Skip to main content

The music dies for once popular 'Guitar Hero' video game

By Michael Martinez, CNN
"Guitar Hero" was once credited with reviving teen's interest in rock. Now the video game will be discontinued.
"Guitar Hero" was once credited with reviving teen's interest in rock. Now the video game will be discontinued.
STORY HIGHLIGHTS
  • "Guitar Hero" will be discontinued this year, its publisher says
  • The video game maker cites "continued declines" in rock
RELATED TOPICS

Los Angeles (CNN) -- The video game "Guitar Hero," once believed to be helping revive rock a few years ago in the hip-hop era, will jam no longer.

Activision Blizzard Inc. announced Wednesday it will cease publishing the game this year.

"Due to continued declines in the music genre, the company will disband Activision Publishing's 'Guitar Hero' business unit and discontinue development on its 'Guitar Hero' game for 2011," the company said in a statement.

The decision was "based on the desire to focus on the greatest opportunities that the company currently has to create the world's best interactive entertainment experiences," the firm said.

The cancellation came as the Santa Monica, California-based company announced a record operating cash flow of $1.4 billion in 2010. Its revenues last year from digital channels grew more than 20 percent to $1.5 billion.

The once-popular video game was even featured in the Vince Vaughn film "Couples Retreat" in 2009.

As rock struggled against rap music, video games like "Guitar Hero" and "Rock Band" were credited with creating a new appreciation for rock 'n' roll among the millennial generation born in the '90s who didn't know much about Aerosmith, Pat Benatar and other musicians of the '70s and '80s.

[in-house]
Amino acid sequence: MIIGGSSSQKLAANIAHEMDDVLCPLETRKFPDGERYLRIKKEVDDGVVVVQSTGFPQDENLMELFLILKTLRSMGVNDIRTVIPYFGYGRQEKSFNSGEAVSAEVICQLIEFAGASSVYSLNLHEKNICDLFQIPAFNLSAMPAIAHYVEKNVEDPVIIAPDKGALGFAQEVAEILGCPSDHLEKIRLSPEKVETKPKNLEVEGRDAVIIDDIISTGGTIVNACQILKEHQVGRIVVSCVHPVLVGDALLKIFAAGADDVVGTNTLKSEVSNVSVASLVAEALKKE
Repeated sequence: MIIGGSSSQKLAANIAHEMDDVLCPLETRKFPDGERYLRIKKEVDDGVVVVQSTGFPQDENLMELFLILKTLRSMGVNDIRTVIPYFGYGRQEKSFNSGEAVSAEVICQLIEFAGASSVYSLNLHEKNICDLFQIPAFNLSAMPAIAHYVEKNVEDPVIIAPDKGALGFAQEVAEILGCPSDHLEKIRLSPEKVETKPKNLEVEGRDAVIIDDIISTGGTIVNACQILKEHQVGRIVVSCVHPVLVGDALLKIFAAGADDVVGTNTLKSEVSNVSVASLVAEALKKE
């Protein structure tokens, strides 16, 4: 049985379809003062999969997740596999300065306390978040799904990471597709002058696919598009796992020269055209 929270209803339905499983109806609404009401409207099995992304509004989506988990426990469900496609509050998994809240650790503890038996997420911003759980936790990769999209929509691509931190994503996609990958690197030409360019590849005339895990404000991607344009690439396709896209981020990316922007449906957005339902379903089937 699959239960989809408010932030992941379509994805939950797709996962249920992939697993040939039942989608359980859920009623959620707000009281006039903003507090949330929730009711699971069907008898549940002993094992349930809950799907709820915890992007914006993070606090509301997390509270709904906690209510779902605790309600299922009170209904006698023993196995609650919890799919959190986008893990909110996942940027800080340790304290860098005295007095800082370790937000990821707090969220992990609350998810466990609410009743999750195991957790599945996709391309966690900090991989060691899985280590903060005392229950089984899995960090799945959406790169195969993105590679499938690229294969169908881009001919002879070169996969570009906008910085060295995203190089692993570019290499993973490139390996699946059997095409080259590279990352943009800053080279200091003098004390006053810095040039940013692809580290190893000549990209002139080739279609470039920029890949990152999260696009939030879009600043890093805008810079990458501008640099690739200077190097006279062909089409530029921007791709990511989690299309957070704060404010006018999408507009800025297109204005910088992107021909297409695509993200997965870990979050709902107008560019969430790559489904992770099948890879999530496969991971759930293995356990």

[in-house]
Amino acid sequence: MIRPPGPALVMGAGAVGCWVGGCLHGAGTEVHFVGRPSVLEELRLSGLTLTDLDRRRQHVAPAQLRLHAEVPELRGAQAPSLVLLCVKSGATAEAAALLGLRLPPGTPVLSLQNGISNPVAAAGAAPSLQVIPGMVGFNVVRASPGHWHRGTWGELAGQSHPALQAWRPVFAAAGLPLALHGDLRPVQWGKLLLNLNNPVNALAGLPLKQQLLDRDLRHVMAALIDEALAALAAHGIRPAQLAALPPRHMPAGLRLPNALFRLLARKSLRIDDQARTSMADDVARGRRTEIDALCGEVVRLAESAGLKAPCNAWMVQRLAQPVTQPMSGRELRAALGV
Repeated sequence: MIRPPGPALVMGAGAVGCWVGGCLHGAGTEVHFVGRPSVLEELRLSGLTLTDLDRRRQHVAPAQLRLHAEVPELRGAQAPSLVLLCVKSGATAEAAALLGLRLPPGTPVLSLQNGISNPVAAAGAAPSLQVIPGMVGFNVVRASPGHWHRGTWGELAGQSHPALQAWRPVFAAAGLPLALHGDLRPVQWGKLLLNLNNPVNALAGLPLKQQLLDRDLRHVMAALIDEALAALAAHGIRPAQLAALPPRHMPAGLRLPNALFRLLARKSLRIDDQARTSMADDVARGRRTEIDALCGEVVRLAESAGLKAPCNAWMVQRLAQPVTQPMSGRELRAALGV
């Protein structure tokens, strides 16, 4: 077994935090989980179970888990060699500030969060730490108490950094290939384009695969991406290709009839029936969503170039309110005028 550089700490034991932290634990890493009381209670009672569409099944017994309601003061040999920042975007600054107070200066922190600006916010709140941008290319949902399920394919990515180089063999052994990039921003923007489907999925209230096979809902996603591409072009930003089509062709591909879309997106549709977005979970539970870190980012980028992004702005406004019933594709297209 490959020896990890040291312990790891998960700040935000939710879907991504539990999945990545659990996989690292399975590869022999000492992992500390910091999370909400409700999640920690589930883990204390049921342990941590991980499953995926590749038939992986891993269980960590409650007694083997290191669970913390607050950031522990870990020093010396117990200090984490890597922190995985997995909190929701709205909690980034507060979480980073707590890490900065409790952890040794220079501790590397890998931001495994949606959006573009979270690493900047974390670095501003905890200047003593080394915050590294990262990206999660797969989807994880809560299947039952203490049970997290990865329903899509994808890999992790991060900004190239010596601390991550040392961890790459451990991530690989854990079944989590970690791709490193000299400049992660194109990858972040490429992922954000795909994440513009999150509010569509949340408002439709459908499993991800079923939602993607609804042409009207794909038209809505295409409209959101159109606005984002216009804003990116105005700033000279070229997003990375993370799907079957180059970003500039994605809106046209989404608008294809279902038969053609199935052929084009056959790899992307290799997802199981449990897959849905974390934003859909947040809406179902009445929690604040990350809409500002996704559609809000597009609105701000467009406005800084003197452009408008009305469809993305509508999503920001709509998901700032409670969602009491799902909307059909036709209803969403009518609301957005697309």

At the time, Geoff Mayfield, senior analyst and director of charts for Billboard magazine, said he saw a direct cause and effect for some of the artists who licensed their songs to "Guitar Hero."

"A few weeks ago, when the game featuring Aerosmith ('Guitar Hero: Aerosmith') came out, there was more than a 40 percent increase in their catalog sales," Mayfield said in 2008.

The video games even increased interest in guitars, according to the nationwide Guitar Center chain. Bars held "Guitar Hero" nights. And schools like Roosevelt High in Los Angeles, where most teens have grown up on a steady diet of hip-hop and R&B, sponsored three-day "Guitar Hero Face-Off" in its auditorium, blaring heavy metal.

For now, the art of playing air guitar -- and "Guitar Hero" -- seems a quaint bygone.

 
Quick Job Search